John Williams' steady voice sounds almost bare of emotion when he talks about his parents and sister, and the only home he knew for the first 25 years of his life.
He's told the story so many times: He told Ghana government officials he boarded a ship with 16,000 other refugees. He told U.S. immigration workers how he took refuge in Ghana from war-torn Liberia. He told refugee aid volunteers how he waited almost 16 years for a place to call home. His regal accent accompanies his calming voice as he tells the story again: It was 1989 when the war started. It was October 6, 1990, when he and his sister went to the market. They returned to their Monrovia home to find they were homeless. A rebel group had flattened the family home with a bomb.
"When we got back, the house was down and unfortunately our parents were inside and dead," Williams said. "We had to turn around and flee for our lives."
Williams ran for 15 years. That flight ended less than three weeks ago, when Williams and his wife and son settled into an apartment in west Boise. Now, an Idaho driver's manual is his constant companion as he studies for the commercial driver's license exam. He hopes to one day drive a truck or work in construction.
On Williams' first day in Boise, an International Rescue Committee worker took him to Winco Foods. The next day they went to Albertson's. Williams' eyes smile when he talks about the $150 donors gave him to buy food. The International Rescue Committee (IRC) arranged for housing, helps the family with transportation and found some furniture for the Williams' new apartment. IRC workers are often the first to aid refugees from war-torn or unstable countries.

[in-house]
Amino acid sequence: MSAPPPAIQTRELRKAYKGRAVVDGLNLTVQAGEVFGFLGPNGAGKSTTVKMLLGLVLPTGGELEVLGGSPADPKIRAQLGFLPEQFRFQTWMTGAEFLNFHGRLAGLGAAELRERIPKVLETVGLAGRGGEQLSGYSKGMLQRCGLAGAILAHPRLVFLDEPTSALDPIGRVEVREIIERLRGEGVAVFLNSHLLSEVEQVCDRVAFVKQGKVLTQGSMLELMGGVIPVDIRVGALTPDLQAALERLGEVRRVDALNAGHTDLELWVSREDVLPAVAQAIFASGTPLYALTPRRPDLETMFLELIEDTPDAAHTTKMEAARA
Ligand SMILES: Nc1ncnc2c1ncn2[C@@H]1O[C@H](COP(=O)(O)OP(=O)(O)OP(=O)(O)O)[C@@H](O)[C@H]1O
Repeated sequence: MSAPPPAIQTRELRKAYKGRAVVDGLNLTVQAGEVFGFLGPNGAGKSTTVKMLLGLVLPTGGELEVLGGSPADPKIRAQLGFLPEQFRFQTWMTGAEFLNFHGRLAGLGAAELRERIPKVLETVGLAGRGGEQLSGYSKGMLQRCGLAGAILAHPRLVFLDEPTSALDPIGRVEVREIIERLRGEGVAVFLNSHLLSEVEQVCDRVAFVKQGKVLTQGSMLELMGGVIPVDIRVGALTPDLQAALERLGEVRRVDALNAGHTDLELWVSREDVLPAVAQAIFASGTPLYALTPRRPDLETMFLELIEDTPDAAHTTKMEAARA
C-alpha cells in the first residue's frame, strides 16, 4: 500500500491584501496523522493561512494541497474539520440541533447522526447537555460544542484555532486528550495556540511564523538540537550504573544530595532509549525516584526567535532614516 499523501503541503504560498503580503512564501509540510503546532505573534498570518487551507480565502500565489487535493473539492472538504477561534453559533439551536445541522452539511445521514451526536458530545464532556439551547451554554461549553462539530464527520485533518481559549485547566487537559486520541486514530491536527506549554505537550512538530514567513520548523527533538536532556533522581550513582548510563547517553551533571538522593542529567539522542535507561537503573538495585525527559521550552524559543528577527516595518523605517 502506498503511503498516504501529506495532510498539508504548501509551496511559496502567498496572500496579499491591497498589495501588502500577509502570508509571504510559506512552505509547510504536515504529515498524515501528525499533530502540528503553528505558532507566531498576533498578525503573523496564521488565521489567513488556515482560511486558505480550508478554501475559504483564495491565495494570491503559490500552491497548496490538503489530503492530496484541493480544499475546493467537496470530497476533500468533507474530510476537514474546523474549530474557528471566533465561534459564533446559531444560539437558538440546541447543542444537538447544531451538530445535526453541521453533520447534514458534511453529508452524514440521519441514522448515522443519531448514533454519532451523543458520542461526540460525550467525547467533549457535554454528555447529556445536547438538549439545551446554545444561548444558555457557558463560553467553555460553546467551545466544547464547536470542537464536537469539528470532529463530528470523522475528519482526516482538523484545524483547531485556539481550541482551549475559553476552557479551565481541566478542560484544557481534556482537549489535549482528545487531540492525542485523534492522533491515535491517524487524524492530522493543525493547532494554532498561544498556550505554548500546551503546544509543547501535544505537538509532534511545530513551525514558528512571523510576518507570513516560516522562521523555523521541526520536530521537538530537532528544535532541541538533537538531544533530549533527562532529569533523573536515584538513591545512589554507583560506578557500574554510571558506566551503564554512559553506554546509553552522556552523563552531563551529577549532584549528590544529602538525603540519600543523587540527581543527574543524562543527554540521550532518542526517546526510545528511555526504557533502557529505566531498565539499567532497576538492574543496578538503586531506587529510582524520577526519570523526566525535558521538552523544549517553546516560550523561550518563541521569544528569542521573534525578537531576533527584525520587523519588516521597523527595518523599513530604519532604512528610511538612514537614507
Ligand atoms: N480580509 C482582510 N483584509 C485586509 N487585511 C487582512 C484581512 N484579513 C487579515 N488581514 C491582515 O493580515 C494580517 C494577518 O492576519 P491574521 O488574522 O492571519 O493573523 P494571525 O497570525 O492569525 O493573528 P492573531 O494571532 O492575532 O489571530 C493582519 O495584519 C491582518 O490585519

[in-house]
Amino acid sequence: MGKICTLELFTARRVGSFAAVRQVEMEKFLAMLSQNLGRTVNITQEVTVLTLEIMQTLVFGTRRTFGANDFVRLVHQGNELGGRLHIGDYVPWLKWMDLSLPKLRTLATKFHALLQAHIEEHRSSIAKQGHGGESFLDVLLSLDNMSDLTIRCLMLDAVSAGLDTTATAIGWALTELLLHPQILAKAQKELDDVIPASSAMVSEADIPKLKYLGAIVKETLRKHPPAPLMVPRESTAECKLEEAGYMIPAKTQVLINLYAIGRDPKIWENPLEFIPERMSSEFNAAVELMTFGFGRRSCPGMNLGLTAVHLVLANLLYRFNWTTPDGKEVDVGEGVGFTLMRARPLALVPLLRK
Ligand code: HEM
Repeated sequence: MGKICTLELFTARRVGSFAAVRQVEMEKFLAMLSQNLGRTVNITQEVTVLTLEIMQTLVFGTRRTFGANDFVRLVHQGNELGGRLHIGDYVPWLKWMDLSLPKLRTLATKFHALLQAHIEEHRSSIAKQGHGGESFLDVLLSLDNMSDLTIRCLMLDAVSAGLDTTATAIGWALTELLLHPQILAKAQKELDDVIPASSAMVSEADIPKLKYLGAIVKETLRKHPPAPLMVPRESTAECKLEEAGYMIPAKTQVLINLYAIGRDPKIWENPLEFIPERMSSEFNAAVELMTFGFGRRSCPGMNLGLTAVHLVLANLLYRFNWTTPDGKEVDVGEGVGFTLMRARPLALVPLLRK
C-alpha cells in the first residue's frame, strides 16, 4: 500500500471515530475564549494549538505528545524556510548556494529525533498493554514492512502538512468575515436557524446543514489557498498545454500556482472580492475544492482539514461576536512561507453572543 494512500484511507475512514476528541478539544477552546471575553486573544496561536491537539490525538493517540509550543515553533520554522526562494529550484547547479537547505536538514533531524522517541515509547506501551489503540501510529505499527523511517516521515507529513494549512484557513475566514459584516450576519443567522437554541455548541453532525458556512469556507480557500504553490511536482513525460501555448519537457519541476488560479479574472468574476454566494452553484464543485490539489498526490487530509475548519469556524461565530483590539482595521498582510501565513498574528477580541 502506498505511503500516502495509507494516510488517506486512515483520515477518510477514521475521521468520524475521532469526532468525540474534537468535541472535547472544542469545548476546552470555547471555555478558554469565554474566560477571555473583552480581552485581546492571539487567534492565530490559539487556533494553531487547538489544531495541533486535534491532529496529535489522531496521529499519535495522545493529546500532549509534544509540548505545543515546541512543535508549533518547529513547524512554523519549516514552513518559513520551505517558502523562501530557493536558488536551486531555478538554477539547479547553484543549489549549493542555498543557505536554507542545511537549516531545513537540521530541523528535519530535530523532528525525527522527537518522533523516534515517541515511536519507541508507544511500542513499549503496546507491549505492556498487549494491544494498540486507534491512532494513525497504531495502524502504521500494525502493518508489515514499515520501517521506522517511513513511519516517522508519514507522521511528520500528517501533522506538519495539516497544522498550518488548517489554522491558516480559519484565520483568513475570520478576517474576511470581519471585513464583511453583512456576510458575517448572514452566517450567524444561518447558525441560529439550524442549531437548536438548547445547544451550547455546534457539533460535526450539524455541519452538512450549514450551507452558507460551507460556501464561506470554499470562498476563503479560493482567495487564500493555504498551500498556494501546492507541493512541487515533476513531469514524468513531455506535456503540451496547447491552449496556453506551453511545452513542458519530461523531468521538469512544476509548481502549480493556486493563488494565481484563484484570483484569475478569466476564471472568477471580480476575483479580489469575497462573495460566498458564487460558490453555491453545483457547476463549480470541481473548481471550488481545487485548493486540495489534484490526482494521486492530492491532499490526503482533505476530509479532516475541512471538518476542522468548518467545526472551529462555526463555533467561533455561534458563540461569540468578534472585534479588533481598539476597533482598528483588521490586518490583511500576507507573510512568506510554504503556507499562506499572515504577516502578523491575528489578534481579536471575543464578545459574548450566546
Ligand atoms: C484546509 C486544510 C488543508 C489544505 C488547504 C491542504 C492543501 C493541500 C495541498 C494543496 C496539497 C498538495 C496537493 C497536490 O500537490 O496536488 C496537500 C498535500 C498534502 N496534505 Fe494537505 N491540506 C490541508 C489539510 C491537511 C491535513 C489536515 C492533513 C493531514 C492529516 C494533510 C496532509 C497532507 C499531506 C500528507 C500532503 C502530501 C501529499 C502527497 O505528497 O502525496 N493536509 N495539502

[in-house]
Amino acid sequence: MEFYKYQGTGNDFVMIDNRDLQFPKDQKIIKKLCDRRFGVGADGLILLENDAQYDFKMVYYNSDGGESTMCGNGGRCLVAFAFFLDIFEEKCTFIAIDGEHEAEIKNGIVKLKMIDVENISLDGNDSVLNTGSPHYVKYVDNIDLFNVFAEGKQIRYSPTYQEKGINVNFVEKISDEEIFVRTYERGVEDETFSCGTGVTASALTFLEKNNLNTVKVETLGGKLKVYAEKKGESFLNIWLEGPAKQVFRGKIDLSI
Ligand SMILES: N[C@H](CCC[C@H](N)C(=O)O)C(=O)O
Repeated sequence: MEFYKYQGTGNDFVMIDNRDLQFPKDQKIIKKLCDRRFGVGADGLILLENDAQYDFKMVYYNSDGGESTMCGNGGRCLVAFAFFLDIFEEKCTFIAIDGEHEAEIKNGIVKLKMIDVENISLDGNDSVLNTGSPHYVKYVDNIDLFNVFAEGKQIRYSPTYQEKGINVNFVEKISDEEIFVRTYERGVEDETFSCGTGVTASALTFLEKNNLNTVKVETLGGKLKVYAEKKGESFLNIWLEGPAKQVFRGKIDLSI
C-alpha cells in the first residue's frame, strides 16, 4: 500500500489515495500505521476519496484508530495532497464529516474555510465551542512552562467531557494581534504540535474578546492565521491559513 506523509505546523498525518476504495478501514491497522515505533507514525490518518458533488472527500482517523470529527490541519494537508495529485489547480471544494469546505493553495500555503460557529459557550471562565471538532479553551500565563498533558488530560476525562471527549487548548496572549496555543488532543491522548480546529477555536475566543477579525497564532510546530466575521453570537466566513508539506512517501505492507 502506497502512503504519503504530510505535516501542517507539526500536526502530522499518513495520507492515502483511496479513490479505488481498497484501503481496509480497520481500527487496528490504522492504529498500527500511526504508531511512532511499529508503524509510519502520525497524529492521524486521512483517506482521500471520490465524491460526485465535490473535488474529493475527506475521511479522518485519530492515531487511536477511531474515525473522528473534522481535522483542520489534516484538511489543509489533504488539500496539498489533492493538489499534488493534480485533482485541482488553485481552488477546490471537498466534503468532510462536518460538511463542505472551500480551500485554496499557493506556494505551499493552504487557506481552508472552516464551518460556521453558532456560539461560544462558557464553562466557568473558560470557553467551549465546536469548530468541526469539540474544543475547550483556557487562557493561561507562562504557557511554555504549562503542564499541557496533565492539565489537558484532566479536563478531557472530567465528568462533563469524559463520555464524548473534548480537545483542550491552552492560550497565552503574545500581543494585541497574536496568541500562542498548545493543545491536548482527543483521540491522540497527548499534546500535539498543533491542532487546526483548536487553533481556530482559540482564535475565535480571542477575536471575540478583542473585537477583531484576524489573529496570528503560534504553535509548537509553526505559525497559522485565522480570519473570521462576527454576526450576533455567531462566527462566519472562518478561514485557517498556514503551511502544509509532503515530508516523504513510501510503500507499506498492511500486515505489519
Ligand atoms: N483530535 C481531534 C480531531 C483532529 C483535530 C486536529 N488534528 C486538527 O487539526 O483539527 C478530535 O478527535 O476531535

"They gave us plates and spoons and even a toothbrush, too," Williams said.
Williams now joins about 3,000 refugees that call Boise home, according to the Idaho Office for Refugees. They come from 26 countries and represent as many as 38 different language groups.
But fewer refugees will find a safe haven in Boise because of laws that treat them like terrorists, according to refugee aid workers. As the international community celebrates World Refugee Day this week, advocates are struggling against post-September 11 fears that have closed U.S. borders to the politically displaced and thousands of would-be U.S. citizens.
Laws that are meant to protect Americans from terrorists actually prevent terror victims from gaining sanctuary in the United States. At issue for refugee advocates are the Patriot Act of 2001 and the Real I.D. Act of 2005. Both acts expanded the definition of terrorist activities and the types of organizations considered terrorist. As a result, Department of Homeland Security staffers are screening refugees who may have provided in-kind or monetary support under coercion to armed groups, on the grounds that they provided "material support" to terrorists. Refugees International contends this interpretation of U.S. law is resulting in a perverse outcome: Victims of terrorism are labeled terrorists and denied sanctuary.